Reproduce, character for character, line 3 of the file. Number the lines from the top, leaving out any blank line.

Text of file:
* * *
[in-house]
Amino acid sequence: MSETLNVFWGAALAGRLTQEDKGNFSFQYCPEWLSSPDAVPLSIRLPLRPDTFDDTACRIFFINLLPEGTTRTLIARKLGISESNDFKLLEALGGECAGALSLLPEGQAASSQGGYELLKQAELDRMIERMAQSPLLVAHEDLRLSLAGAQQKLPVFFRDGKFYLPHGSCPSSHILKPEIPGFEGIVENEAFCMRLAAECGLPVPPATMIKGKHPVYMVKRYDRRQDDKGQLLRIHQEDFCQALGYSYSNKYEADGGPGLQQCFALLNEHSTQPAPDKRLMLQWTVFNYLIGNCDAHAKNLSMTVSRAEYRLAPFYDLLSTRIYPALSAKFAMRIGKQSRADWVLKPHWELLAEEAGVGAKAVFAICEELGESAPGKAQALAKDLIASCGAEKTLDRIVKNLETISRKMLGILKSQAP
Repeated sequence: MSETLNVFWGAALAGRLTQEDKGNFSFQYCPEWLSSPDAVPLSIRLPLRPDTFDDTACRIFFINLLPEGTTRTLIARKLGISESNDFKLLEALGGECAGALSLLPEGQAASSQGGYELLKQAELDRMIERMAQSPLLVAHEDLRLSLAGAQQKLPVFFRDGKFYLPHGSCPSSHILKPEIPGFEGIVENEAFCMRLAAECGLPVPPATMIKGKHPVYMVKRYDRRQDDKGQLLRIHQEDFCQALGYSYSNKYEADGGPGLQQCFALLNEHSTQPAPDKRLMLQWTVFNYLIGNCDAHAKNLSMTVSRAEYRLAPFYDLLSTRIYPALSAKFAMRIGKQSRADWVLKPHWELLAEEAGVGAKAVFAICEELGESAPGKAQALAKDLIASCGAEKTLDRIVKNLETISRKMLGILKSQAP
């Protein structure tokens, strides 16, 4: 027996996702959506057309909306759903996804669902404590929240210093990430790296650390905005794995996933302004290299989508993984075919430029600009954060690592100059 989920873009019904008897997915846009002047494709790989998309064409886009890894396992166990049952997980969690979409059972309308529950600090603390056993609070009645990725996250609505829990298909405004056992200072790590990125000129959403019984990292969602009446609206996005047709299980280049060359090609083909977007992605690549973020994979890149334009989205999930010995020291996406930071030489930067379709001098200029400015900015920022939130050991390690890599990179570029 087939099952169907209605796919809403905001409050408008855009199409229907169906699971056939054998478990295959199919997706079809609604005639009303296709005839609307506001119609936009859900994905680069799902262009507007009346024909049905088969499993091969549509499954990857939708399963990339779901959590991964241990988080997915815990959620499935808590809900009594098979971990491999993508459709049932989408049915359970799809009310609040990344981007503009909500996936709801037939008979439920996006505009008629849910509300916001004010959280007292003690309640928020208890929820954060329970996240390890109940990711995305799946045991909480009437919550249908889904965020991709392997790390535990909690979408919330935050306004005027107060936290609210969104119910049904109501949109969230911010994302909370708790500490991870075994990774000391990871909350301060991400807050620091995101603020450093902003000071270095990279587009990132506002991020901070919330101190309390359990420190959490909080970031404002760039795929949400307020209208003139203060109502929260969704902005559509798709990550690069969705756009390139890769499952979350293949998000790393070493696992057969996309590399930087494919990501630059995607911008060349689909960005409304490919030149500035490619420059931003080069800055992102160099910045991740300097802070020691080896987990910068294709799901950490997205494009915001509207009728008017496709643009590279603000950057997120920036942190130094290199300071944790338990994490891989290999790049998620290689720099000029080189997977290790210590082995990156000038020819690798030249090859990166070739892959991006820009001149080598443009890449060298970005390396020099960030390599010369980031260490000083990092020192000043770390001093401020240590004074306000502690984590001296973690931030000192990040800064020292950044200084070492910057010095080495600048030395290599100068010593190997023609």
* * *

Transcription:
Repeated sequence: MSETLNVFWGAALAGRLTQEDKGNFSFQYCPEWLSSPDAVPLSIRLPLRPDTFDDTACRIFFINLLPEGTTRTLIARKLGISESNDFKLLEALGGECAGALSLLPEGQAASSQGGYELLKQAELDRMIERMAQSPLLVAHEDLRLSLAGAQQKLPVFFRDGKFYLPHGSCPSSHILKPEIPGFEGIVENEAFCMRLAAECGLPVPPATMIKGKHPVYMVKRYDRRQDDKGQLLRIHQEDFCQALGYSYSNKYEADGGPGLQQCFALLNEHSTQPAPDKRLMLQWTVFNYLIGNCDAHAKNLSMTVSRAEYRLAPFYDLLSTRIYPALSAKFAMRIGKQSRADWVLKPHWELLAEEAGVGAKAVFAICEELGESAPGKAQALAKDLIASCGAEKTLDRIVKNLETISRKMLGILKSQAP